The crime of “Misconduct Involving Weapons,” defined in A.R.S. § 13-3102, is a serious crime in Arizona and is usually charged as a felony offense for the illegal possession of a deadly weapon. There are 17 different types of misconduct involving weapon (or MIW) charges. However, the charge seen most often is for possession of a deadly weapon by a “prohibited possessor.” This crime is a class 4 felony and can lead to prison time if convicted. There are multiple ways a person can commit “Misconduct Involving Weapons” so it is vital that you contact an experienced and aggressive criminal defense attorney like us who can effectively analyze your case to determine the best defense available. Click: https://oliversonlaw.com/contact-us/
Arizona’s misconduct involving weapons statute covers a broad range of circumstances where it is illegal for a person to possess a deadly weapon. It goes well beyond just making it a crime for a person to be a “prohibited possessor,” even though that is one of the most common types of MIW charges that we see.
The following list describes the different types of MIW charges based on the particular section of ARS 13-3102, where they are found and provides the level of crime for each violation. ARS 13-3102 states that a person commits misconduct involving weapons by knowingly:
ARS 13-3102(A)(1)(a): Carrying a deadly weapon to further committing a serious offense. Class 6 felony.
(A)(1)(b): Lying to a police officer about having a deadly weapon. Class 1
(A)(2): Carrying a deadly weapon if you are under 21. Class 3 misdemeanor.
(A)(3): Manufacturing, possessing, or transporting a prohibited weapon. Class 4 felony.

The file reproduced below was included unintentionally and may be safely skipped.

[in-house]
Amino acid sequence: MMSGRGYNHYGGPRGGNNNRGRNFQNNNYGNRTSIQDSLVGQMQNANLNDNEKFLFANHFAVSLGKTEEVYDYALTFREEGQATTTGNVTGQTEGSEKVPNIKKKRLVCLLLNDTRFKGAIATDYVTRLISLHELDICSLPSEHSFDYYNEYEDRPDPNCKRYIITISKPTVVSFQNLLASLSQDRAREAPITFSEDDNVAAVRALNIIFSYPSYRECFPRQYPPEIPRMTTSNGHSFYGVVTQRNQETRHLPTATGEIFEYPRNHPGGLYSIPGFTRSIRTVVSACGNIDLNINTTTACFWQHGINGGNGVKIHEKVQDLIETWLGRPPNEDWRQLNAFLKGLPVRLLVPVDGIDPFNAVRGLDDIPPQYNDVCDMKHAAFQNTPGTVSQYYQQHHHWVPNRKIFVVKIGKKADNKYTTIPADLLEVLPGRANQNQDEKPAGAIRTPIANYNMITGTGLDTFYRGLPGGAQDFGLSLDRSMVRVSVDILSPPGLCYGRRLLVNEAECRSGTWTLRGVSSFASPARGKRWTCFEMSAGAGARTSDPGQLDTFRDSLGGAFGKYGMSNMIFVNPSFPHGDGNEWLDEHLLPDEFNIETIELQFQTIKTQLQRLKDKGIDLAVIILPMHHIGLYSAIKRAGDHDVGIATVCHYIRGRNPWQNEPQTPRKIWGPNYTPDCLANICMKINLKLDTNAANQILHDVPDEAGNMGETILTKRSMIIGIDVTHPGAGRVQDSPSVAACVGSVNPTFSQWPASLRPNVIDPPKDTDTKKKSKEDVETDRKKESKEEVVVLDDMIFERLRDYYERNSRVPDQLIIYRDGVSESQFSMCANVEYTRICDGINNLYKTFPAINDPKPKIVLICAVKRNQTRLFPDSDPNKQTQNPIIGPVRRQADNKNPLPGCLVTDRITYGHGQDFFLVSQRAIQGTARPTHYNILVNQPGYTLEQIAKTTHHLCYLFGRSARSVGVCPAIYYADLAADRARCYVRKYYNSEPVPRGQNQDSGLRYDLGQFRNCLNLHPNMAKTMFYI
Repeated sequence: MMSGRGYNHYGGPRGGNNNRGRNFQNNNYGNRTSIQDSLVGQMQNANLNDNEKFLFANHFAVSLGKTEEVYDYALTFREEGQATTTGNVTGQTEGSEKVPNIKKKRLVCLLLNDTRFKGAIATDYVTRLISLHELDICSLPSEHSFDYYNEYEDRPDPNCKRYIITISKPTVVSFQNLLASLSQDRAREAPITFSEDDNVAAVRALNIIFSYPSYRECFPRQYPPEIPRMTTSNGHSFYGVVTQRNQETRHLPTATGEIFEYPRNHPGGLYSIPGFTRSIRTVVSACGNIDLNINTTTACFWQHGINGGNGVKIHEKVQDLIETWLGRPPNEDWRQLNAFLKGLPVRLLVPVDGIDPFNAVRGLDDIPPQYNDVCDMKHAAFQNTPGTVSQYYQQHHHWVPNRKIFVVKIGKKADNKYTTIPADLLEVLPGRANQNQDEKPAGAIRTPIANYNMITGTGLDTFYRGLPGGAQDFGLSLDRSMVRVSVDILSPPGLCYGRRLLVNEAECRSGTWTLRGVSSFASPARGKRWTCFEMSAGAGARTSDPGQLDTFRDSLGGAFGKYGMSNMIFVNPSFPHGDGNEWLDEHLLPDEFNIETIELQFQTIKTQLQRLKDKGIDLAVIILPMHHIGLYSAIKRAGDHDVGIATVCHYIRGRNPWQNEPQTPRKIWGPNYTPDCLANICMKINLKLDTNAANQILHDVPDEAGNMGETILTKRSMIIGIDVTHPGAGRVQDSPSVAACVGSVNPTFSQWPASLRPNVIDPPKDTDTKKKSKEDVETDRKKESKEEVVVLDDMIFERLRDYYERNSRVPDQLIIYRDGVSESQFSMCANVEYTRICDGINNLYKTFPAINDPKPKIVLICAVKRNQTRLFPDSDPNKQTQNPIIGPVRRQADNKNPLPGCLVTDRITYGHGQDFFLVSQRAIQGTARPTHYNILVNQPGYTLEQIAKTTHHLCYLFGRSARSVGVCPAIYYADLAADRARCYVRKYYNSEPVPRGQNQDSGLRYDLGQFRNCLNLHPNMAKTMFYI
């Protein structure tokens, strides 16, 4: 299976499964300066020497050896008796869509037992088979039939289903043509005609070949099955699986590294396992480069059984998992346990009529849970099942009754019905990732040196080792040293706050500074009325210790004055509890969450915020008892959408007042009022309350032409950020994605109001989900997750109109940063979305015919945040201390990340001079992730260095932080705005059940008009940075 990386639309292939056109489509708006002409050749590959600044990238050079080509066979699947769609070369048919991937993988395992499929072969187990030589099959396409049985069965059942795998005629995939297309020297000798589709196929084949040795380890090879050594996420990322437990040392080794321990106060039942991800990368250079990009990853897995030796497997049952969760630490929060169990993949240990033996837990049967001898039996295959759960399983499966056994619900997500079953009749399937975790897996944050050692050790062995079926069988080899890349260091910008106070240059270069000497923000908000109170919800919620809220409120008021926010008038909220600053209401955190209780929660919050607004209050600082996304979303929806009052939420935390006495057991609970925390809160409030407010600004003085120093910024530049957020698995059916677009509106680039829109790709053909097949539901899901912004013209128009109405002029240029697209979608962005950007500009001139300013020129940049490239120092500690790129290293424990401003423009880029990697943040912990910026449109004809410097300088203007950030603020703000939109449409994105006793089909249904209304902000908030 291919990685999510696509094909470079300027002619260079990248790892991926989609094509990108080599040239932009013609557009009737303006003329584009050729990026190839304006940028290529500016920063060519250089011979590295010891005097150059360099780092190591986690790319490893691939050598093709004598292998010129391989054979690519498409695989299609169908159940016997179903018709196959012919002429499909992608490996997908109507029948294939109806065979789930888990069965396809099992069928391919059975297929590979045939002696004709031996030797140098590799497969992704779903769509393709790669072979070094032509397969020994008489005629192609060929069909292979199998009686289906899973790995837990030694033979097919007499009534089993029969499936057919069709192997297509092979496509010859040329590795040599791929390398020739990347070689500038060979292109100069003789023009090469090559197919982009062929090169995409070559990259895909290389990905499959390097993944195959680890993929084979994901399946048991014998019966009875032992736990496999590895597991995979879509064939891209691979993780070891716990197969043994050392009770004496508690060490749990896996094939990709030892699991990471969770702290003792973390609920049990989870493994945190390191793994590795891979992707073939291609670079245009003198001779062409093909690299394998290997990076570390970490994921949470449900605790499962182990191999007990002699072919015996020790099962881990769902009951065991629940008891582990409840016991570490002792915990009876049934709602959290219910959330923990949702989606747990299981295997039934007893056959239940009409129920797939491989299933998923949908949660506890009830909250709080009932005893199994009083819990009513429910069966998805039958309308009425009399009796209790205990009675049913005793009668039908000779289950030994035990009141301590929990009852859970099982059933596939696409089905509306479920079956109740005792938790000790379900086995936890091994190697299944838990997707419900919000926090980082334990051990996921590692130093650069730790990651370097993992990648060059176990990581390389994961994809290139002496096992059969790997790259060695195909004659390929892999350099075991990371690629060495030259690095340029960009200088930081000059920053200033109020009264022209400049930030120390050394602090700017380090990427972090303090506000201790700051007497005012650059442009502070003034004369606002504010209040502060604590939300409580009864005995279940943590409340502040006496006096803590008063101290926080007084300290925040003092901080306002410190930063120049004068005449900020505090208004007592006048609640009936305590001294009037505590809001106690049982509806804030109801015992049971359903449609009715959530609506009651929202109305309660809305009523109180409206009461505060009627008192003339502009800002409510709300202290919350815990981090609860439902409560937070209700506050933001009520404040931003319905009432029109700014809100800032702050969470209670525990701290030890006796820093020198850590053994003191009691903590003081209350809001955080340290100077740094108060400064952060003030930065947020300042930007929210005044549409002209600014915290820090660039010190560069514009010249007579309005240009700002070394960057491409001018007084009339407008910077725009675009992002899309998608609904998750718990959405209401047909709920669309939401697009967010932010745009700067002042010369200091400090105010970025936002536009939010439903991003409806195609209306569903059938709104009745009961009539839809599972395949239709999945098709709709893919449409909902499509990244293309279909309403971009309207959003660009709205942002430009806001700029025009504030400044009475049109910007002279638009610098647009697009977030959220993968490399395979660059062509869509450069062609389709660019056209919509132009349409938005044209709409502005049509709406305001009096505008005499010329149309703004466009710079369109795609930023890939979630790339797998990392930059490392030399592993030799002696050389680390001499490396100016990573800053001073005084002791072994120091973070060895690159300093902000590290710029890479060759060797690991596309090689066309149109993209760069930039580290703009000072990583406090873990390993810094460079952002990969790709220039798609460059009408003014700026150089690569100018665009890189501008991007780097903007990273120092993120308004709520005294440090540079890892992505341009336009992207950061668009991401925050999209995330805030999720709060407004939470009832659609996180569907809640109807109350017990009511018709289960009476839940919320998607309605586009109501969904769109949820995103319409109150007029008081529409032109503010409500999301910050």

(A)(4): Possessing a deadly weapon if you are a prohibited possessor. Class 4 felony.
(A)(5): Giving a deadly weapon to a prohibited possessor. Class 6 felony.
(A)(6): Defacing a deadly weapon. Class 6 felony.
(A)(7): Possessing a defaced weapon. Class 6 felony.
(A)(8): Using a deadly weapon in a drug offense. Class 4 felony.
(A)(9): Firing a weapon at an occupied structure in furtherance of gang activity. Class 3 felony.
(A)(10): Refusing to remove your weapon in a public establishment when asked to do so. Class 1 misdemeanor.
(A)(11): Possessing a deadly weapon at a polling place. Class 1 misdemeanor.
(A)(12): Possessing a deadly weapon on school grounds. Class 1 misdemeanor or class 6 felony.
(A)(13): Possessing a deadly weapon at a nuclear or hydroelectric plant. Class 4 felony.
(A)(14): Giving a deadly weapon to another person so they can commit a felony. Class 3 felony.
(A)(15): Possessing a deadly weapon to commit an act of terrorism. Class 2 felony.
(A)(16): Trafficking in a deadly weapon to assist a criminal street gang. Class 3 felony.
The definition of a “deadly weapon” is essential to understand when analyzing the misconduct involving weapon statute because every section of the law requires the state to prove the weapon in question is “deadly.” ARS 13-105 defines a “deadly weapon” as “anything designed for lethal use, including a firearm.”
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